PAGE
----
Contact: Dawn Peters
driven by liver cancer development in baby boomers
New research reveals that the greatest demand for liver
transplantation due to hepatitis C (HCV)-related liver disease occurs among
Americans born between 1941 and 1960. Findings in the December issue of Liver
Transplantation, a journal published by Wiley on behalf of the American
Association for the Study of Liver Diseases (AASLD), suggest that continuing
increased demand for transplantation is driven by the development of liver
cancer in baby boomers with HCV, but that the demand may decrease as patients
born in this time period continue to grow older.
HCV is the most common blood-borne infection and cause of liver
disease requiring transplantation in the U.S., chronically infecting more than
one percent of Americans. Previous studies show that among patients living with
chronic HCV, 10% to 20% will develop cirrhosis and up to 5% will progress to
liver cancer (hepatocellular carcinoma; HCC). Further evidence implicates HCV as
the primary risk factor for developing HCC in up to 47% of cases of patients
The peak U.S. HCV prevalence of 4% occurred in those born in
1940 through 1965, who were 20 to 30 years of age during 1979 to 1989, when HCV
infection risk was at its highest. As this population ages, Davis et al. project
that between 2000 and 2030 cirrhosis in patients with HCV will increase
two-fold, from 472,000 to 879,000. Moreover, Wise et al. suggests HCV-related
deaths will increase in Americans 55 to 64 years of age by 2004.
"The dire projections in HCV complications spurred our
investigation of age-specific trends in liver transplantation demand," said lead
author Dr. Scott Biggins with the University of Colorado School of Medicine in
Aurora, Colo. For the present study, researchers identified all adult liver
transplant candidates who were registered with the Organ Procurement and
Transplantation Network (OPTN) between 1995 and 2010. Patients were then
classified with the diagnosis of HCV, with or without HCC.
Results show there were 126,862 new candidates for first liver
transplant registered with OPTN, with 41% of these having HCV. Candidates were
categorized by birth year and found that the highest HCV frequency (in
decreasing order) were those born in 1951-1955, 1956-1960, 1946-1950, and
1941-1945. These four birth groups represent 81% of all new liver transplant
registrants with HCV.
Furthermore, findings indicate that between 2000 and 2010 there
was a four-fold increase in new transplant candidates with HCV and HCC in the
1941 to 1960 birth cohorts. The authors anticipate an increase in the proportion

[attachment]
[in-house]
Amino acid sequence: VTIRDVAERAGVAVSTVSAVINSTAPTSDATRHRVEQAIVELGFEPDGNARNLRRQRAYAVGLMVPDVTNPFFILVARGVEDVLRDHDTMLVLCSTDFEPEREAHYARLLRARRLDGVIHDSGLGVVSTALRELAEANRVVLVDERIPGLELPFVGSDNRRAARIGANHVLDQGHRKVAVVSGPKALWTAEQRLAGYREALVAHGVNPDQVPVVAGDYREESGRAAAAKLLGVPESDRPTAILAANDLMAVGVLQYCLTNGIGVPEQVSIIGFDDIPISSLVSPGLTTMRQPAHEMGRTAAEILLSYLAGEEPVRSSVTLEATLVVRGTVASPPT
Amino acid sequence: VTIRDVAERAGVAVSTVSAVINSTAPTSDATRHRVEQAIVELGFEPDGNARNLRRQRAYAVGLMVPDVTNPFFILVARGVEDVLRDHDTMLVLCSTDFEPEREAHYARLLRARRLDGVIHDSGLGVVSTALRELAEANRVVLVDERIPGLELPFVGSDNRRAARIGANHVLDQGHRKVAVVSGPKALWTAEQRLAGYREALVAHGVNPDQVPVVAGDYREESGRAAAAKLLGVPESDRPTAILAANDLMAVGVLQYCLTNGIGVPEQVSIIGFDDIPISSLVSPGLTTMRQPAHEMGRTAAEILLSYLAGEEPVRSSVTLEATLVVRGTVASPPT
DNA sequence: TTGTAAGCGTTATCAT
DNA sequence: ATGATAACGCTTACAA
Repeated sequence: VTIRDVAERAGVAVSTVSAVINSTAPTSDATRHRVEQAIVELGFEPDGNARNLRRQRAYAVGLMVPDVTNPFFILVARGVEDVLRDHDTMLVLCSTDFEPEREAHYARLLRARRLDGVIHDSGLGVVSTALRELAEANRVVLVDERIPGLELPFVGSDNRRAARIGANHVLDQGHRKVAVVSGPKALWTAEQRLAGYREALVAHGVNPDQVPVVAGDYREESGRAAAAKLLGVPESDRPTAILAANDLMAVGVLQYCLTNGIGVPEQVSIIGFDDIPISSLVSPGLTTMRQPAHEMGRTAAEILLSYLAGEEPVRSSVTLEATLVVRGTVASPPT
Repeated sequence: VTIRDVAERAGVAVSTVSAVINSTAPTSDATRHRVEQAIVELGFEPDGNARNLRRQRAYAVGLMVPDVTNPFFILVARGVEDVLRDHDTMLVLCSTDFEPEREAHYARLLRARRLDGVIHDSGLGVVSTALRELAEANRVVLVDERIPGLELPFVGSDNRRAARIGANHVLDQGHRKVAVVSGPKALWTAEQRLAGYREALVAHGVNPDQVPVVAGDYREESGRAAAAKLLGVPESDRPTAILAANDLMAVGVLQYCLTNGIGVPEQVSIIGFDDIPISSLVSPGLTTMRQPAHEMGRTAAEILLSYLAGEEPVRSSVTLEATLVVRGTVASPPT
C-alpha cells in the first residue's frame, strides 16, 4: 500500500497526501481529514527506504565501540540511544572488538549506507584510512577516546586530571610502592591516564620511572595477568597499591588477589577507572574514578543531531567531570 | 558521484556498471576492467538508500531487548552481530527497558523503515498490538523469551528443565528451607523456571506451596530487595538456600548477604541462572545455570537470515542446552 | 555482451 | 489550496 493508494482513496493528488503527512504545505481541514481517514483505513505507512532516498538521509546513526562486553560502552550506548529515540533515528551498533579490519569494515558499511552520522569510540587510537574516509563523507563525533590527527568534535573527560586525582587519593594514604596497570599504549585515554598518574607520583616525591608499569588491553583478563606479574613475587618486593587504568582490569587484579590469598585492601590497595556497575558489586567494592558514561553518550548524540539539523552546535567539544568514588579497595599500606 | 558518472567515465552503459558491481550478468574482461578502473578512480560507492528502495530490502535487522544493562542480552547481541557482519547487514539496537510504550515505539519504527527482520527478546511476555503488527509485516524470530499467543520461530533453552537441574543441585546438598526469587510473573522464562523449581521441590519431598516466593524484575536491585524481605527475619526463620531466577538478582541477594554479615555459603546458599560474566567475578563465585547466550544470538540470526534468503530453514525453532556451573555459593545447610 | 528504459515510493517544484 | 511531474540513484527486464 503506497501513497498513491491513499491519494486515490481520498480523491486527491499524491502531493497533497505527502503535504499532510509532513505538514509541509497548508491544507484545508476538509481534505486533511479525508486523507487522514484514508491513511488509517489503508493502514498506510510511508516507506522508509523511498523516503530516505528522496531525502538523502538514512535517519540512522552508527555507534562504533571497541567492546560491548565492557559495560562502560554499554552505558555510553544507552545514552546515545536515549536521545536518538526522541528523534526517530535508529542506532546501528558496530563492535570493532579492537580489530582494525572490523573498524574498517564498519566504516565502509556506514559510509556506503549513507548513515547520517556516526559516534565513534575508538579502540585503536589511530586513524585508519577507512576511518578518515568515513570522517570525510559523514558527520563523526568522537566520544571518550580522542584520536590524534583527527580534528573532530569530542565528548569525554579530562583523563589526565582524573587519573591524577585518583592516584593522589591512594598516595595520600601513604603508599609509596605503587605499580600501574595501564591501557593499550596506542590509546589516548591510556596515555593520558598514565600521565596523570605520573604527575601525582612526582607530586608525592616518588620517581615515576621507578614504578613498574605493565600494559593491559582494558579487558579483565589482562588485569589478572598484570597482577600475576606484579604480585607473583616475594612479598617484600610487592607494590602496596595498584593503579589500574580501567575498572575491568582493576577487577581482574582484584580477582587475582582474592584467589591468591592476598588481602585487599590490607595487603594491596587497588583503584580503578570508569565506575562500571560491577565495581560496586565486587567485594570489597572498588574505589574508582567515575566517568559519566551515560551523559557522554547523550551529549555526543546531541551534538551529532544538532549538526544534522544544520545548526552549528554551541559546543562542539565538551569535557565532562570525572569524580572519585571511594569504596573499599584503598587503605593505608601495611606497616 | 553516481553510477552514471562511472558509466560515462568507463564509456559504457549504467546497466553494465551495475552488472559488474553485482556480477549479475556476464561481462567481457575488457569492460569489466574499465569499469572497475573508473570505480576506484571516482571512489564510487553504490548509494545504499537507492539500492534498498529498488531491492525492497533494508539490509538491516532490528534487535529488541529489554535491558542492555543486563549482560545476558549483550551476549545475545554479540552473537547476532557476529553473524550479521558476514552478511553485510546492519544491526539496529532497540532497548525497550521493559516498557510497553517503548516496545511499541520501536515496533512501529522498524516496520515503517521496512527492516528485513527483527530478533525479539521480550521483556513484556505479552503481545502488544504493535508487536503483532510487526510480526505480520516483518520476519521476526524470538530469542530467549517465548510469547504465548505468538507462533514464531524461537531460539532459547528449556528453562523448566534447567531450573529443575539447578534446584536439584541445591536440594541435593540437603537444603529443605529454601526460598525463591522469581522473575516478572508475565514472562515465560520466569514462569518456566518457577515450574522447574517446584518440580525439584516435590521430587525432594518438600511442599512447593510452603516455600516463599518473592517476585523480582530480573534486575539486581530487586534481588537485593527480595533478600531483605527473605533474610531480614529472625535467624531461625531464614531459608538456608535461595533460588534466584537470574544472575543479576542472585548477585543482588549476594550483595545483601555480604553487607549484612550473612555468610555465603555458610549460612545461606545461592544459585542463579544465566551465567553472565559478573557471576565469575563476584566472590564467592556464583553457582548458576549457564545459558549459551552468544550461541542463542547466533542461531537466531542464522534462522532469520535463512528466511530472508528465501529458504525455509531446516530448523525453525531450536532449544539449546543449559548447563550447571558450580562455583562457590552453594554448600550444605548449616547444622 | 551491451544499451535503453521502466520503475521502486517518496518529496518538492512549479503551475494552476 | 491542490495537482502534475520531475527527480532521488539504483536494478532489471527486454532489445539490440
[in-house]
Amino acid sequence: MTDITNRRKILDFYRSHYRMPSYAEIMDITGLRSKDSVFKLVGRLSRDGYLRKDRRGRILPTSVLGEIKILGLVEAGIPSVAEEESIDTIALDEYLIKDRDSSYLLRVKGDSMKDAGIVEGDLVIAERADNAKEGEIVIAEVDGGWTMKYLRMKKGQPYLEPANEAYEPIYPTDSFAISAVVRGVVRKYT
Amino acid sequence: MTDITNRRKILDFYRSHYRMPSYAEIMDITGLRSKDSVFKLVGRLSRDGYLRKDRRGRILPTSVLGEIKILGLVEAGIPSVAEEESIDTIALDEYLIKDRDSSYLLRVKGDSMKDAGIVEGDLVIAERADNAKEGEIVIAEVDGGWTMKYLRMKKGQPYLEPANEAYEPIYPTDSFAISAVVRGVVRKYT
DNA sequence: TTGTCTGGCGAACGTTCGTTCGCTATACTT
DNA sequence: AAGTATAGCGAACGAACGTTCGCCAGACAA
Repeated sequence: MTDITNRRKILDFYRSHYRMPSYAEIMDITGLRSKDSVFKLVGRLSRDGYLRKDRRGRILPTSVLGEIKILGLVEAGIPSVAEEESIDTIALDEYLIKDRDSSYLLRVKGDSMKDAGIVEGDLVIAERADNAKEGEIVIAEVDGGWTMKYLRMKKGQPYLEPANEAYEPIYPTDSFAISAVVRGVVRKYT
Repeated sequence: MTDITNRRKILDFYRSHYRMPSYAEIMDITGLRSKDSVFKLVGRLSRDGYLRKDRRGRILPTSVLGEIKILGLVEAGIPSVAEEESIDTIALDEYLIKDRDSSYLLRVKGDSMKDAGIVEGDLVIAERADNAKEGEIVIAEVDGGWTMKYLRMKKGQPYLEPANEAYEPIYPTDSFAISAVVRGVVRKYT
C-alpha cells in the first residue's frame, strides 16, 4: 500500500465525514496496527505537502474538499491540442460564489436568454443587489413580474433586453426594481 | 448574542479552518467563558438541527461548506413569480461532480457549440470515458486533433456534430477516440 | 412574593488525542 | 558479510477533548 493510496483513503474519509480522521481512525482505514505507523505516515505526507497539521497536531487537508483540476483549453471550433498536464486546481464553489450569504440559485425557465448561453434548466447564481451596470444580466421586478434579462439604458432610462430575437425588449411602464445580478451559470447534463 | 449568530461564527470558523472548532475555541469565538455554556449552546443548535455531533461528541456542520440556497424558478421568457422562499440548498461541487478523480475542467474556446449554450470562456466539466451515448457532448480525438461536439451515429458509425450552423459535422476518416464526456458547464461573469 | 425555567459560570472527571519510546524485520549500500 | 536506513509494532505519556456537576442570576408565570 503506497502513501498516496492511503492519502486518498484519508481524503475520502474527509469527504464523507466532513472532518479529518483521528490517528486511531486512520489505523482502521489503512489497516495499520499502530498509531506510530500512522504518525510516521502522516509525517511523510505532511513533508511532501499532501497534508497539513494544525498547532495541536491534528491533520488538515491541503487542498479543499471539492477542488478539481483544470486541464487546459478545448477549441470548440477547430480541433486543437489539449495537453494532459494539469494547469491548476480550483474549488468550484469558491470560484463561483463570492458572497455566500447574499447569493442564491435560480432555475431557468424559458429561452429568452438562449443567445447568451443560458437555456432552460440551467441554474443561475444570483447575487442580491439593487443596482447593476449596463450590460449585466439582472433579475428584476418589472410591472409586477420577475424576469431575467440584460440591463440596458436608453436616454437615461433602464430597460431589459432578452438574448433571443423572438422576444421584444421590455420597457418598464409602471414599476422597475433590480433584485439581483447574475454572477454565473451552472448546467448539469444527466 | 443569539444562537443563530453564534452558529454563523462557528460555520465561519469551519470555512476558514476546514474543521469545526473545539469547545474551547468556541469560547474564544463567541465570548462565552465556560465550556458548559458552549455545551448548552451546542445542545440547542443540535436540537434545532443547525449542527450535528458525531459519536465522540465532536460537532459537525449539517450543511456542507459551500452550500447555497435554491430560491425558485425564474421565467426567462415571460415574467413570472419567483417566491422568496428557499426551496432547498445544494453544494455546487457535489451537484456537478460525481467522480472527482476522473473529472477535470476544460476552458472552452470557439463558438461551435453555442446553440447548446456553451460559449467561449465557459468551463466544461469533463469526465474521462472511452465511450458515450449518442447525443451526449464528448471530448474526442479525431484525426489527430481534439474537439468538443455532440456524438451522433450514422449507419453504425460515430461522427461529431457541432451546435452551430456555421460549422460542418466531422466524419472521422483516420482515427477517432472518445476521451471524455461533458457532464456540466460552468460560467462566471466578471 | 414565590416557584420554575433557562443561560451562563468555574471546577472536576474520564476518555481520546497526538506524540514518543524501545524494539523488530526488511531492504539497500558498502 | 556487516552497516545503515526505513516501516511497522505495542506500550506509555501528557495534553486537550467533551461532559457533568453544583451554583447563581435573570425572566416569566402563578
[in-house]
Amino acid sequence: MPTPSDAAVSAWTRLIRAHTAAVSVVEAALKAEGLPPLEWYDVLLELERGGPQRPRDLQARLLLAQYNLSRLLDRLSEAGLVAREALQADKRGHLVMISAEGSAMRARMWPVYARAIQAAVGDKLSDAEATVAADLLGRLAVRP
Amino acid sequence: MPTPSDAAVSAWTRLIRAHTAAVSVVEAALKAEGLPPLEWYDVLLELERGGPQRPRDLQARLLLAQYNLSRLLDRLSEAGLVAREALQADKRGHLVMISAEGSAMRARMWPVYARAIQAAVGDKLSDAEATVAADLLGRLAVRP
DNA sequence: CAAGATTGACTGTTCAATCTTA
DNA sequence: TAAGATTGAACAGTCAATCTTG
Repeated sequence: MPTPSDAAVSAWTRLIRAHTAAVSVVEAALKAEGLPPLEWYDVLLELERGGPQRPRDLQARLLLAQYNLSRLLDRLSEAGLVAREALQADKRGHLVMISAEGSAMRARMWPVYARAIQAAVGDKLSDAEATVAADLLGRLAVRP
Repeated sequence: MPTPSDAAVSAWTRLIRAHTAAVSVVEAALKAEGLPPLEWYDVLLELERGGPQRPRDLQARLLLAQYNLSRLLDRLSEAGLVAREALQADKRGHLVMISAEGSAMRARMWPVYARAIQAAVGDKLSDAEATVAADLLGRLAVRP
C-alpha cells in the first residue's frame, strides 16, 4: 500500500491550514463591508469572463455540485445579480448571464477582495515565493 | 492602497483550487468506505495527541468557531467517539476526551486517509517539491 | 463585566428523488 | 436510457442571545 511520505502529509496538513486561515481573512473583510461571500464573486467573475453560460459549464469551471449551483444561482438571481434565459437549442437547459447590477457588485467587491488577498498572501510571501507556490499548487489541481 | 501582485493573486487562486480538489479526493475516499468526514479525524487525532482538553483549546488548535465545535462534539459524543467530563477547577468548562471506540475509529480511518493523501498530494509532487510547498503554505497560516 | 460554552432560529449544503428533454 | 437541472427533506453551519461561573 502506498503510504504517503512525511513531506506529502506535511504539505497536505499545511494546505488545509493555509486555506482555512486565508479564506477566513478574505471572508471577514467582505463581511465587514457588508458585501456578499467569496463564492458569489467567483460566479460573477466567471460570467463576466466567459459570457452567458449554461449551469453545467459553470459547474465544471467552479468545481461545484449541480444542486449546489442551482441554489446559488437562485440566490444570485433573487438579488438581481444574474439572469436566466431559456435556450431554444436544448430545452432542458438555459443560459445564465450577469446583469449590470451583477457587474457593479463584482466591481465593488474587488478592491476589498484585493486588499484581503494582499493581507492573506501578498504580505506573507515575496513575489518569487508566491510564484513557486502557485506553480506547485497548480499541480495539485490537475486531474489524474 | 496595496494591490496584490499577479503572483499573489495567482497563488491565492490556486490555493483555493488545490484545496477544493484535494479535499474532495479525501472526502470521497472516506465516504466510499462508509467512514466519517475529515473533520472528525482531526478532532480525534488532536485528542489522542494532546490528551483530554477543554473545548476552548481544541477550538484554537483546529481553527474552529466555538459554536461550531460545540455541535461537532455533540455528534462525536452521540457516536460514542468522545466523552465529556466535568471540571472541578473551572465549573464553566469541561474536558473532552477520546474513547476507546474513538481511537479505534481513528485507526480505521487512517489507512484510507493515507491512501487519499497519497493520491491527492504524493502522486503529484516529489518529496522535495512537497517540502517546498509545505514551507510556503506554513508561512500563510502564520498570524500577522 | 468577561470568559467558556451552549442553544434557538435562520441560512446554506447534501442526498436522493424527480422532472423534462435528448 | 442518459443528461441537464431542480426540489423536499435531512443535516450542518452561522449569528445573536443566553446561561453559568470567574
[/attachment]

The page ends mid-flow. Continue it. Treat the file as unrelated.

of new registrants, 60 years and older, with HCV will have liver cancer.
"Over the coming decade the aging of those infected with HCV
will challenge the transplant community to reconsider current treatment plans
given the projected increase in liver transplantation demand, particularly from
patients with HCV and liver cancer," concludes Dr. Biggins. "With the aging of
the population of patients with HCV, many of these patients may not be healthy
enough for transplantation and the number of liver transplants in patients with
HCV may decrease."
This study was funded in part by grants from the National Center
for Research Resources, the National Institute of Diabetes and Digestive and
Kidney Diseases, and the Agency for Healthcare Research and Quality.
This study is published in Liver Transplantation. Media
wishing to receive a PDF of the article may contact firstname.lastname@example.org.
Full citation:"Projected Future Increase in Aging HCV-Infected Liver
Transplant Candidates: A Potential Effect of HCC." Scott W. Biggins, Kiran M.
Bambha, Norah A. Terrault, John Inadomi, Stephen Shiboski, Jennifer L. Dodge,
Jane Gralla, Hugo R. Rosen and John P. Roberts. Liver Transplantation;
Print Issue Date: December, 2012.
Author Contact: Media wishing to speak with Dr. Biggins may contact Dan Meyers
with the University of Colorado School of Medicine at email@example.com or
Liver Transplantationis published by Wiley on behalf of the American Association for
the Study of Liver Diseases and the International Liver Transplantation Society.
Since the first application of liver transplantation in a clinical situation was
reported more than twenty years ago, there has been a great deal of growth in
this field and more is anticipated. As an official publication of the AASLD and
the ILTS, Liver Transplantation delivers current, peer-reviewed articles on
surgical techniques, clinical investigations and drug research — the information
necessary to keep abreast of this evolving specialty. For more information,
please visit http://wileyonlinelibrary.com/journal/livertransplantation.
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